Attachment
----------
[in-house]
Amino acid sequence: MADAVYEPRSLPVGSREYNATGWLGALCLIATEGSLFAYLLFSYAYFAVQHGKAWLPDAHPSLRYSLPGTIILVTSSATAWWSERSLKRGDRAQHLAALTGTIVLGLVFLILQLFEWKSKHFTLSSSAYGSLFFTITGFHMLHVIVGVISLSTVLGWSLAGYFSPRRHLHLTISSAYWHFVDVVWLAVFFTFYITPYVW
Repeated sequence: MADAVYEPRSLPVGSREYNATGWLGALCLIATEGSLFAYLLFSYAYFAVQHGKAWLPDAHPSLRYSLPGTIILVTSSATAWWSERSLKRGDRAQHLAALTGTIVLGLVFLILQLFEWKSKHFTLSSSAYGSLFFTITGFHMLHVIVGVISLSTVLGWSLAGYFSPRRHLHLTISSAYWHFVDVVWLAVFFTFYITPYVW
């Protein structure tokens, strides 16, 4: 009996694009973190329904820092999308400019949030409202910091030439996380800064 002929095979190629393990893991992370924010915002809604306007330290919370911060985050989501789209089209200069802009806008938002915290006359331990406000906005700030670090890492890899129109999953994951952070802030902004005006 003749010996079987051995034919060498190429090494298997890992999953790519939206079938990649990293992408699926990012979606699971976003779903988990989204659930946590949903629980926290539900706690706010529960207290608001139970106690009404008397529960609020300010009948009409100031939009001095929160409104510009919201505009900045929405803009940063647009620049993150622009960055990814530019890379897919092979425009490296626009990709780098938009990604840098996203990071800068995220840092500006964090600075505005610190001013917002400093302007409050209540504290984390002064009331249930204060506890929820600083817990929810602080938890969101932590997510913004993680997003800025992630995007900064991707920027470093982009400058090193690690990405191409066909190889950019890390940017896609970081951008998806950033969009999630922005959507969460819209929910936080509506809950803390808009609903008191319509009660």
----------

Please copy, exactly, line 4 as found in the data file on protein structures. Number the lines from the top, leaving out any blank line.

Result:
């Protein structure tokens, strides 16, 4: 009996694009973190329904820092999308400019949030409202910091030439996380800064 002929095979190629393990893991992370924010915002809604306007330290919370911060985050989501789209089209200069802009806008938002915290006359331990406000906005700030670090890492890899129109999953994951952070802030902004005006 003749010996079987051995034919060498190429090494298997890992999953790519939206079938990649990293992408699926990012979606699971976003779903988990989204659930946590949903629980926290539900706690706010529960207290608001139970106690009404008397529960609020300010009948009409100031939009001095929160409104510009919201505009900045929405803009940063647009620049993150622009960055990814530019890379897919092979425009490296626009990709780098938009990604840098996203990071800068995220840092500006964090600075505005610190001013917002400093302007409050209540504290984390002064009331249930204060506890929820600083817990929810602080938890969101932590997510913004993680997003800025992630995007900064991707920027470093982009400058090193690690990405191409066909190889950019890390940017896609970081951008998806950033969009999630922005959507969460819209929910936080509506809950803390808009609903008191319509009660």